CLAP will hold forum to discuss living wage
Mary Kate Malone | Wednesday, April 19, 2006
As part of their ongoing pursuit of a living wage for campus workers, members of the Campus Labor Action Project (CLAP) will hold a forum tonight to discuss the economic benefits of increasing the hourly pay for workers on campus.
The forum, at 8 p.m. in the Montgomery Room of LaFortune, will feature economics professor Teresa Ghilarducci, who will speak on the economic feasibility of the University paying its employees a living wage – a practice Harvard, Georgetown and Stanford have already started.
“[The forum] will focus on how [the living wage] makes economic sense, both for workers and for employers and how economic research backs up the need for a living wage especially here at Notre Dame,” CLAP lead organizer Kamaria Porter said Tuesday.
Porter said members of CLAP and perhaps campus workers themselves will also speak at the forum.
“Our goal is to gain some more support and continue to persuade the University to consider adjusting the living wage,” she said.
On March 8, CLAP members delivered an 11-page report to top University administrators that called for Notre Dame to implement a $12.10 hourly wage for workers. The report also asked for the creation of a joint task force – made up of campus workers, students, administrators and possibly alumni – that would examine the issue from all sides.
Ghilarducci will focus her talk on two main goals of that report – the implementation of the living wage and the creation of a union neutrality clause, which is an open statement by an employer that promises no retaliation should workers decide to organize.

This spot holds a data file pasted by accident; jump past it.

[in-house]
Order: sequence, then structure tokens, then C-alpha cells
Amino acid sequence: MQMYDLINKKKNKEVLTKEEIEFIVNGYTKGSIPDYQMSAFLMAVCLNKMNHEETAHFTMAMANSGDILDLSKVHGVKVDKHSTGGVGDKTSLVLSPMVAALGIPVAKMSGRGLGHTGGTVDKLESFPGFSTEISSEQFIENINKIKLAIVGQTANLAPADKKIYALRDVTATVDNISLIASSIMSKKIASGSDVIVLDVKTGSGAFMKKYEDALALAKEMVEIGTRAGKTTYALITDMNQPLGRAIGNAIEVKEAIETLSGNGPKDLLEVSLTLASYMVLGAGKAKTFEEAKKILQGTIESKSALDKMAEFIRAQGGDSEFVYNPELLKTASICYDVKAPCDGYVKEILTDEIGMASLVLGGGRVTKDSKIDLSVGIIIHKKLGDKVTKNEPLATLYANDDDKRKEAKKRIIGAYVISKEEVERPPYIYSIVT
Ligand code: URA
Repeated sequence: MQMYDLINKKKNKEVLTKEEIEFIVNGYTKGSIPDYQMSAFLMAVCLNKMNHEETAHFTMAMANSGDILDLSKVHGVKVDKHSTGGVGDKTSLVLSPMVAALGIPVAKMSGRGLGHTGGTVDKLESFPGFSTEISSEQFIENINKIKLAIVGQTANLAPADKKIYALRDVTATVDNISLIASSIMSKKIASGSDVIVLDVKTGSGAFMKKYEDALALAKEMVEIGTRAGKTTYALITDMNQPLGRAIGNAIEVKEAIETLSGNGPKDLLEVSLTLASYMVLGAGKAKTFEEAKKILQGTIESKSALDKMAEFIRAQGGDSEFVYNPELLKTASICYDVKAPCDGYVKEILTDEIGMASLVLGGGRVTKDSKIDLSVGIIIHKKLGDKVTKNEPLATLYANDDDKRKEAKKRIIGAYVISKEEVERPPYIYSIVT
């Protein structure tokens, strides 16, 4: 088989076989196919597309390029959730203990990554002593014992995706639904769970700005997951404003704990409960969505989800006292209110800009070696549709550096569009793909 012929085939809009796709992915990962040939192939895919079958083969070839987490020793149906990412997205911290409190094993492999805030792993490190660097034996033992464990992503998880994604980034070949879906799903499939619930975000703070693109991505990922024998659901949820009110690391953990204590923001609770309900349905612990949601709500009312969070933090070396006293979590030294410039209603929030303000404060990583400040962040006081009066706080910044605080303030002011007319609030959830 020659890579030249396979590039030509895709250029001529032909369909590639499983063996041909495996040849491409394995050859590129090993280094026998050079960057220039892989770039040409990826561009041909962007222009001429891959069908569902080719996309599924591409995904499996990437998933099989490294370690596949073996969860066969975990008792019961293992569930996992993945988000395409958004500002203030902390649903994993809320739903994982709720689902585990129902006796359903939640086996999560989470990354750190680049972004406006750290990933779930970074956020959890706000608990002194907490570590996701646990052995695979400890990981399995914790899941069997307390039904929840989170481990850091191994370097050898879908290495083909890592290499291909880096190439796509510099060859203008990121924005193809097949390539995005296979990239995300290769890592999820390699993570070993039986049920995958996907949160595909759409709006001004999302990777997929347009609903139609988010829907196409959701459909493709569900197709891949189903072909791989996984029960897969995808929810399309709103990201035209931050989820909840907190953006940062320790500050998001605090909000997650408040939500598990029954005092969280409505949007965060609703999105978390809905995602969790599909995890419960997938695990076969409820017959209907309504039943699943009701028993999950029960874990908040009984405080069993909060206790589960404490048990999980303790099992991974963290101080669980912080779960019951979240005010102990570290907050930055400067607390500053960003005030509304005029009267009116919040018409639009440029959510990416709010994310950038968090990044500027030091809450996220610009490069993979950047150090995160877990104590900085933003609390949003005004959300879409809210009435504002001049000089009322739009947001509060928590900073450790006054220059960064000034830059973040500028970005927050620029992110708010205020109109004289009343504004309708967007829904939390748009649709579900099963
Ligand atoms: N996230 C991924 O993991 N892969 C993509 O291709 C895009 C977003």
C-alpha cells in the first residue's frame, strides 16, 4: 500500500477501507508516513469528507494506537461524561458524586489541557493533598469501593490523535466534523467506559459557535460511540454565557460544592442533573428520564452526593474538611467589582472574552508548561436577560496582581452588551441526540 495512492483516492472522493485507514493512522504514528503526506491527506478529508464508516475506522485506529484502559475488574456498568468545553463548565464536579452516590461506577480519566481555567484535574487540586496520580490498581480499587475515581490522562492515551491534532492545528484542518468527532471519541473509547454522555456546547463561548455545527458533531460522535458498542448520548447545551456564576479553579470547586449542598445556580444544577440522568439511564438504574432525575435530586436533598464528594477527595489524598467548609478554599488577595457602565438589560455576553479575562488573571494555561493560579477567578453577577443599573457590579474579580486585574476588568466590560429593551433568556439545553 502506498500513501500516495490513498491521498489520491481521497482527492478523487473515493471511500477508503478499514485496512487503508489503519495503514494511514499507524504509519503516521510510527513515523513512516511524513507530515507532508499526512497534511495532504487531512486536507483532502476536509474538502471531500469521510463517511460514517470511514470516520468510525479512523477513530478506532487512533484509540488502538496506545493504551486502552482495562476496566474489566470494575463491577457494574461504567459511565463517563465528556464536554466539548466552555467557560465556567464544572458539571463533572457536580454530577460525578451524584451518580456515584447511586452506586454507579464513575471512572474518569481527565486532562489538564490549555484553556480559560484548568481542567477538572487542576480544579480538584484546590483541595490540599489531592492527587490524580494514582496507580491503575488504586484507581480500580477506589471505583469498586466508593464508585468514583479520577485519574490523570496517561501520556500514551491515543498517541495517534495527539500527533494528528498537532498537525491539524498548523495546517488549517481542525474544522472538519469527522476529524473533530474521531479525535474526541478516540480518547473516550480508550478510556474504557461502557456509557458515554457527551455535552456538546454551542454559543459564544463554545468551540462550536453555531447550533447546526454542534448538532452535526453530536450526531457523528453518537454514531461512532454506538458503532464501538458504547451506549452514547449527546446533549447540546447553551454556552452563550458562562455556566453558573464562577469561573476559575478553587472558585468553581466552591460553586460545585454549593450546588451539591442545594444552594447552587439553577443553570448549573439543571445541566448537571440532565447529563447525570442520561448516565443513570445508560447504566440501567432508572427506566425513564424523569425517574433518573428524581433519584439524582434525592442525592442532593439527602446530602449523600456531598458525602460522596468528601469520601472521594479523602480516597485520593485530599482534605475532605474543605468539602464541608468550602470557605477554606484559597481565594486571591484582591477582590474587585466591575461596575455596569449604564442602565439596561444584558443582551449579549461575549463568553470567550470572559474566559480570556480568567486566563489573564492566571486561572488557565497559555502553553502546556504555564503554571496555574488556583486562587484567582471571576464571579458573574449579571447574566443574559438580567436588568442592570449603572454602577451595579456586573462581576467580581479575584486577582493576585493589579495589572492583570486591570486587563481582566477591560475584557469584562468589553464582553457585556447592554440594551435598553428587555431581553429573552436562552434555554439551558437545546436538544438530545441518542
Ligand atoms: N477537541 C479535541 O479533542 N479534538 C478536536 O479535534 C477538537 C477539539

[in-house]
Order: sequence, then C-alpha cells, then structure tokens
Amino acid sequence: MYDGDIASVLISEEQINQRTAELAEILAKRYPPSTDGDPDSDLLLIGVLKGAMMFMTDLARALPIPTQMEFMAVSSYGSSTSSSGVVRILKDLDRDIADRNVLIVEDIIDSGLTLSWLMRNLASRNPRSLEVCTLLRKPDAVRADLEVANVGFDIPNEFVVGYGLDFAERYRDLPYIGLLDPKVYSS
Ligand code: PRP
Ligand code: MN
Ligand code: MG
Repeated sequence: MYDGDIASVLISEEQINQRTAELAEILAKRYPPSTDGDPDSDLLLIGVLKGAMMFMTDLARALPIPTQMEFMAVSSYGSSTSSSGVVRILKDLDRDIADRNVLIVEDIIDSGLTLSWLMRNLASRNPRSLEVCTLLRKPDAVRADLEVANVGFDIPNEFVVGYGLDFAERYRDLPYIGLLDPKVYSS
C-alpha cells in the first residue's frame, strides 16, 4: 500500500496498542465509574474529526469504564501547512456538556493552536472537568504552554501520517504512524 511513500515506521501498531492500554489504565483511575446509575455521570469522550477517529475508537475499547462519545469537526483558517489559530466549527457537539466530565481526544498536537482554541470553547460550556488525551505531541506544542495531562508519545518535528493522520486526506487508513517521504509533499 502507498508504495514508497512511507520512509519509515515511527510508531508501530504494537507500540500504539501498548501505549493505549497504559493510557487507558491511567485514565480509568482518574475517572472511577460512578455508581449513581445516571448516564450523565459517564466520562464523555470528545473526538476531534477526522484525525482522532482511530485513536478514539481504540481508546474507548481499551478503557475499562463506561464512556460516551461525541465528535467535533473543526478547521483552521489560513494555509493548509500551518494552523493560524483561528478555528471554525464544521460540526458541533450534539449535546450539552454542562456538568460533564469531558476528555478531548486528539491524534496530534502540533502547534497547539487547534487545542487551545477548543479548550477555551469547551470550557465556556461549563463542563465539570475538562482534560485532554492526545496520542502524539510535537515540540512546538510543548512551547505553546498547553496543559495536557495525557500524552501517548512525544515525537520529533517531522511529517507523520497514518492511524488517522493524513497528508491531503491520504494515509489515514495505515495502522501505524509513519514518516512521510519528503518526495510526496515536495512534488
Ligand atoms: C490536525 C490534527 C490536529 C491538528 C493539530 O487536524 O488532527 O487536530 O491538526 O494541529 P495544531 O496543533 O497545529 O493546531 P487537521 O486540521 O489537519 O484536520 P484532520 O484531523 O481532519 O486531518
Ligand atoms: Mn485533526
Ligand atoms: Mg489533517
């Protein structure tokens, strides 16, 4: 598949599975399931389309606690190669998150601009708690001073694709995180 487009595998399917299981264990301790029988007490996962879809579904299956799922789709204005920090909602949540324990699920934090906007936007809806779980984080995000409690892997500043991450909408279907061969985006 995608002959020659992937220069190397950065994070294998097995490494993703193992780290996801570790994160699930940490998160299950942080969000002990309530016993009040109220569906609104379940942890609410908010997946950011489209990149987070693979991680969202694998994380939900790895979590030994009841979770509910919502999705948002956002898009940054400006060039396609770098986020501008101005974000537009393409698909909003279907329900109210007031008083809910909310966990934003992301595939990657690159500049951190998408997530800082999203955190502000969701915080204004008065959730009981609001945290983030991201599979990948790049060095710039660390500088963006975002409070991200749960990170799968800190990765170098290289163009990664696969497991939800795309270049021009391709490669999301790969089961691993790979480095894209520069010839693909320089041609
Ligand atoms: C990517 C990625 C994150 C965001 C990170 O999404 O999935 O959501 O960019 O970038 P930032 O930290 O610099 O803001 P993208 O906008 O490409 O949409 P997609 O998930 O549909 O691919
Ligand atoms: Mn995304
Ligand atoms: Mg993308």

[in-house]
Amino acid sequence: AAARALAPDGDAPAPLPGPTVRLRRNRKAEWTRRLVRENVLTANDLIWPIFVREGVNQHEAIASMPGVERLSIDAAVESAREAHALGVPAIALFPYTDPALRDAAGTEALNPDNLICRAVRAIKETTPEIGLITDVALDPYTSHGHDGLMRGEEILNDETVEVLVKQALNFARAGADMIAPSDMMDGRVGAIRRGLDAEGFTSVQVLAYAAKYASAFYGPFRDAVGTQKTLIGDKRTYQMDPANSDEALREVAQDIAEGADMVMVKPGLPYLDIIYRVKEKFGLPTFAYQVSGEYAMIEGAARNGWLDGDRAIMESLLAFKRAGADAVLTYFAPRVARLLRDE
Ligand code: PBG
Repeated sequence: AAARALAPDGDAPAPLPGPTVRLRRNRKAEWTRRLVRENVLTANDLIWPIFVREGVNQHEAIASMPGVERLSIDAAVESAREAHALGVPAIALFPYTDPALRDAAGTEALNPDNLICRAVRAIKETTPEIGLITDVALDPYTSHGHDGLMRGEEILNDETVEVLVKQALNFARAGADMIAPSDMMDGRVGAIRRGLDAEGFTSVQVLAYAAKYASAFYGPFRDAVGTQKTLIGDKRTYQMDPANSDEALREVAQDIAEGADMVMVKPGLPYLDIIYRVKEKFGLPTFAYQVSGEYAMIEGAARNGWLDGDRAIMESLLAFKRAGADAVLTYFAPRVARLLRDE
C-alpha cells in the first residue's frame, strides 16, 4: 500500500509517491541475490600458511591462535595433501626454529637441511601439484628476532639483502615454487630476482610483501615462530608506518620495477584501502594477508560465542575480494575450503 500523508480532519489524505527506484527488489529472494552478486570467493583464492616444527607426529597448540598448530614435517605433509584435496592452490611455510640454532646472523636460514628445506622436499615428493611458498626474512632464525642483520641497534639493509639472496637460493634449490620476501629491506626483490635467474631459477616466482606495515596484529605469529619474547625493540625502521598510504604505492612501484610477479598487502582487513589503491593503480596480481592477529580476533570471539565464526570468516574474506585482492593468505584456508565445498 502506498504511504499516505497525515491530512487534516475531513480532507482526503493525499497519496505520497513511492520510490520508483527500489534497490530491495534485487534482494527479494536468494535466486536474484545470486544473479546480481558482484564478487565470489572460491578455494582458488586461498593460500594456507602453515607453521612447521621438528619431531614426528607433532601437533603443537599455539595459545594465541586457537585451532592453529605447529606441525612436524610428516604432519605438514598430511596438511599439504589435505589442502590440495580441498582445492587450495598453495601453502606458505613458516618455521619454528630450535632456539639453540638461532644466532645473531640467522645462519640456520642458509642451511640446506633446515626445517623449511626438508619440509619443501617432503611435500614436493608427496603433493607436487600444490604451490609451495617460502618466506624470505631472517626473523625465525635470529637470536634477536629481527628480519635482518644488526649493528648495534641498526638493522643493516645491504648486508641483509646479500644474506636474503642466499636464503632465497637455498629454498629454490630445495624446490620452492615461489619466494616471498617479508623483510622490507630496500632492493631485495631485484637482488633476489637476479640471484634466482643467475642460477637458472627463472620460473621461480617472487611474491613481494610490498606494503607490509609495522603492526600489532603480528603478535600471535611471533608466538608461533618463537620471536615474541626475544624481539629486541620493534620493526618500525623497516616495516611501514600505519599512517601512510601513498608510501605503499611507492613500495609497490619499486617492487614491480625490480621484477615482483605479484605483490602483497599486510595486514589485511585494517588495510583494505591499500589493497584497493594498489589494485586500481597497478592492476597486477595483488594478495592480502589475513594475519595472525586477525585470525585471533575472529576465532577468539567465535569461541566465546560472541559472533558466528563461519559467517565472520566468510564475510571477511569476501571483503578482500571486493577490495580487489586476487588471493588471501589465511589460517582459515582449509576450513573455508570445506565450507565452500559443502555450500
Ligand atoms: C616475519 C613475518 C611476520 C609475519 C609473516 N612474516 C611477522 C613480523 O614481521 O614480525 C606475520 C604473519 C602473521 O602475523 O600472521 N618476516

CLAP members met with University President Father John Jenkins and other University administrators to discuss their report on March 31, where they were told the living wage issue is between the University and its workers – not students, Porter said.
“Their position is that the University already pays a fair wage and they see benefits as wages,” Porter said. “[Administrators believe] the students don’t have a place in this discussion because there are already structures that deal with worker issues.”
Porter said the administration’s response did not discourage her group’s resolve.
“Our position is that these structures have failed … We’re trying to create a new space so that workers can have a voice through this task force,” Porter said. “The issue needs to be raised because people are working two jobs and are living in poverty and we can’t stand by and let that happen.”
Members of CLAP are scheduled to meet with Jenkins’ executive assistant Frances Shavers on Friday for a follow-up meeting.
“We are going to continue on this issue,” Porter said. “It is not closed for us, not even by a little bit.”